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How to Build Jon Snow in The Pathfinder Roleplaying Game

By Edited Jul 4, 2015 0 0
Kit Harington
Credit: "Kit Harington" by Gage Skidmore - http://www.flickr.com/photos/gageskidmore/9350745314/. Licensed under CC BY-SA 2.0 via Wikimedia Commons - http://commons.wikimedia.org/wiki/File:Kit_Harington.jpg#/media/File:Kit_Harington.jpg

Jon Snow, the bastard of Winterfell, is one of the foremost members of the Night's Watch. A good man among thieves, killers, rapists, and worse, Jon went north as soon as he was old enough for his oath to be accepted. With his direwolf Ghost, Jon has braved the perils of the untrodden forests, fought both with and against Wildlings, and seen things that would turn an ordinary man's blood to ice. The following guide is for players who want to recreate Jon in the Pathfinder roleplaying game as accurately as possible.

For additional Game of Thrones character builds, along with guides for The Avengers, Gotham City's vigilantes, and others check out Improved Initiative's character conversions page.

The Basics of The Bastard

Attributes and Traits

Despite his youth, Jon has survived in places that would have eaten less determined men alive. He's strong and tough, but more importantly he has wisdom other men lack. So when you start assigning Jon's stats you're going to want him to prioritize his strength, dexterity, and constitution scores, but also remember that he was trained and educated in a castle. Jon isn't stupid or foolish, though he has been accused of knowing nothing more than once.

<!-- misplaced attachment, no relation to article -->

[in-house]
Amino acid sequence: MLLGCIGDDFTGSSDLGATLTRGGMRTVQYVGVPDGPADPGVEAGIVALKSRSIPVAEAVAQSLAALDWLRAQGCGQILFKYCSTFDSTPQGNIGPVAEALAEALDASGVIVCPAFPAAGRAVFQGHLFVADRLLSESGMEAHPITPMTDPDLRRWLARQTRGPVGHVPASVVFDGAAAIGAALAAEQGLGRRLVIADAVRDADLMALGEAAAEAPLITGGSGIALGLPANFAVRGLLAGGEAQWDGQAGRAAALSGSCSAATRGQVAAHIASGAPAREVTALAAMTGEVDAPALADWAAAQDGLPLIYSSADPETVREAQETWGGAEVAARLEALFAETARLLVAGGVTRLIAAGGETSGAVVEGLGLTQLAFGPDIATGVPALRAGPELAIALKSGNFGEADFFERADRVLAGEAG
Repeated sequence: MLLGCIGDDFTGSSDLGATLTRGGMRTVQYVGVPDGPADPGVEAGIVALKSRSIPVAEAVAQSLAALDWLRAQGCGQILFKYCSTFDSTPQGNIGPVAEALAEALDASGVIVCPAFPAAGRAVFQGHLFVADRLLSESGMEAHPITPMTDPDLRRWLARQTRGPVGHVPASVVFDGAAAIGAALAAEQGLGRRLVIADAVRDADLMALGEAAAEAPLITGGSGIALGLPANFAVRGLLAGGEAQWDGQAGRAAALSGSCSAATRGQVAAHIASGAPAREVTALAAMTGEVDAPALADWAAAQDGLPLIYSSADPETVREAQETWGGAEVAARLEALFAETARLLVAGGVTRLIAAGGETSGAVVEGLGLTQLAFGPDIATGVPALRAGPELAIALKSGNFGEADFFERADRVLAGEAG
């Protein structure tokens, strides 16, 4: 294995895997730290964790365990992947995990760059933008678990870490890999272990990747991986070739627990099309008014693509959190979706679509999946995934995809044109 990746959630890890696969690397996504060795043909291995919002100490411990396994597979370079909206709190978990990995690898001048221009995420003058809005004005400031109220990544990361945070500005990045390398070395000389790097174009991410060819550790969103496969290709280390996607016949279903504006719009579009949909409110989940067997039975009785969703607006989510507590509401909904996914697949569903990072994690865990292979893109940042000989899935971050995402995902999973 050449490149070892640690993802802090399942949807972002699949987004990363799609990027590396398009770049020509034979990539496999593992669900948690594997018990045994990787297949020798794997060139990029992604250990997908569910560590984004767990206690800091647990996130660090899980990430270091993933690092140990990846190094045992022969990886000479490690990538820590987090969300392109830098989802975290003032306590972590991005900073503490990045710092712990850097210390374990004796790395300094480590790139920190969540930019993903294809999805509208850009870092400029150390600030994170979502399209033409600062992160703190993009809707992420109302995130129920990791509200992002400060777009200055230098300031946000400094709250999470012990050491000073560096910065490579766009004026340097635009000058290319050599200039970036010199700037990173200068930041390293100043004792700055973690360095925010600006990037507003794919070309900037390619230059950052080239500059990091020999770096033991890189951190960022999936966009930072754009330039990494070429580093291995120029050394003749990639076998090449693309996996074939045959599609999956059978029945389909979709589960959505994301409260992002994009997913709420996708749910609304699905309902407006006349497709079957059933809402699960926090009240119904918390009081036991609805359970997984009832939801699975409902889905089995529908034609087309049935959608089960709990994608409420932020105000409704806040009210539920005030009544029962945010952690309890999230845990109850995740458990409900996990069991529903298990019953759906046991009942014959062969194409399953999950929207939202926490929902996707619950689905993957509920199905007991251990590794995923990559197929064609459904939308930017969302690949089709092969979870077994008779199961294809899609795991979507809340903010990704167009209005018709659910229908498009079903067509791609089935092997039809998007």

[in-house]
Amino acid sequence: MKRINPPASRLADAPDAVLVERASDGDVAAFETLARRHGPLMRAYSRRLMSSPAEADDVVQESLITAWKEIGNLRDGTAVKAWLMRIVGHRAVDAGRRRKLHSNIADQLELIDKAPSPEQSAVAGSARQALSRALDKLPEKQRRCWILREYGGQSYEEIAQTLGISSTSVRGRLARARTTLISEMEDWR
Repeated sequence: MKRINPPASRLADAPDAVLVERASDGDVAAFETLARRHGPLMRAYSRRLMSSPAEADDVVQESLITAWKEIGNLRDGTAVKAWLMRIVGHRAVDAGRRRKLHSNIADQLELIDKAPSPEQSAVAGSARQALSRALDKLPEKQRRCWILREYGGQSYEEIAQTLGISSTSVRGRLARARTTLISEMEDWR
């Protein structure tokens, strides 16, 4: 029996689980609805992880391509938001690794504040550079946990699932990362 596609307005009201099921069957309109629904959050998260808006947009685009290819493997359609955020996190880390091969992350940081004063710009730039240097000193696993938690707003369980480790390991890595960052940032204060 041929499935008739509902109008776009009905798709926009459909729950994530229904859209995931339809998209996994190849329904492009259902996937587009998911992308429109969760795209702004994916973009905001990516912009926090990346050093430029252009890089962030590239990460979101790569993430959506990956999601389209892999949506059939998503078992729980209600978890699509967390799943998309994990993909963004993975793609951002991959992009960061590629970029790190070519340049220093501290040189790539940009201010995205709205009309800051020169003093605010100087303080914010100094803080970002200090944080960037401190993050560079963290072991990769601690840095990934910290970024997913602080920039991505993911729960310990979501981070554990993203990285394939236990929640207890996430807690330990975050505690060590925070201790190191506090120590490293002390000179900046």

As to Jon's traits it's important to ask how you see him. The trait bastard (-1 on all charisma-based checks when dealing with nobles, but a +1 on will saves. The negative goes away if you ever substantiate that you are, in fact, nobility) is probably the easiest one to choose, but what other traits would you assign Jon? Reactionary (+2 trait bonus to initiative) is a solid choice, but so is Signature Moves (begin with a single masterwork item worth 900 GP or less, and gain a +1 bluff or intimidate bonus when wielding it in one or two hands... sounds like Longclaw or another piece of gear that Jon may be known for). Other traits may be more appealing thematically or mechanically, but remember that a bonus you have and never use won't do you a whole lot of good.

A Ranger By Any Other Name

Class

Jon patrols the wilds, studies specific enemies, and he commands the loyalty of a massive beast he adopted as a pup. The class that best fits Jon is the ranger, but perhaps the snuggest fit is the Skirmisher archetype (Advanced Player's Guide 128).

What makes the Skirmisher an ideal fit is that it gains all of a ranger's normal features, except for spells. Since Westeros is a (mostly) low-magic world, it just makes sense for Jon to rely on his wits and his sword arm instead of on magic. What the class gains instead are Hunter's Tricks at 5th, 7th, and every two levels after. Abilities like bolster companion (which grant the ranger's animal companion a temporarily higher AC when the animal is threatened) or aiding attack (which grants an ally a bonus to hit a creature the ranger just struck) are ideal for Jon's role as a captain in any group combat scenario.

As to Jon's other abilities, it's important to make sure they'll be what you need in your campaign. Trained to fight Wildlings and outlaws, one of his favored enemies should be humans. Given his experiences with wights and the walking dead, undead should be a close second. As to his favored terrain, he spends most of his time in forests, mountains, and in the cold places of the world.

For his Hunter's Bond, well, that one should be obvious. A direwolf pup is roughly the same size as a full-grown wolf, and by the time Jon is 10th level Ghost will have reached his full, Large size.

Feats and Skills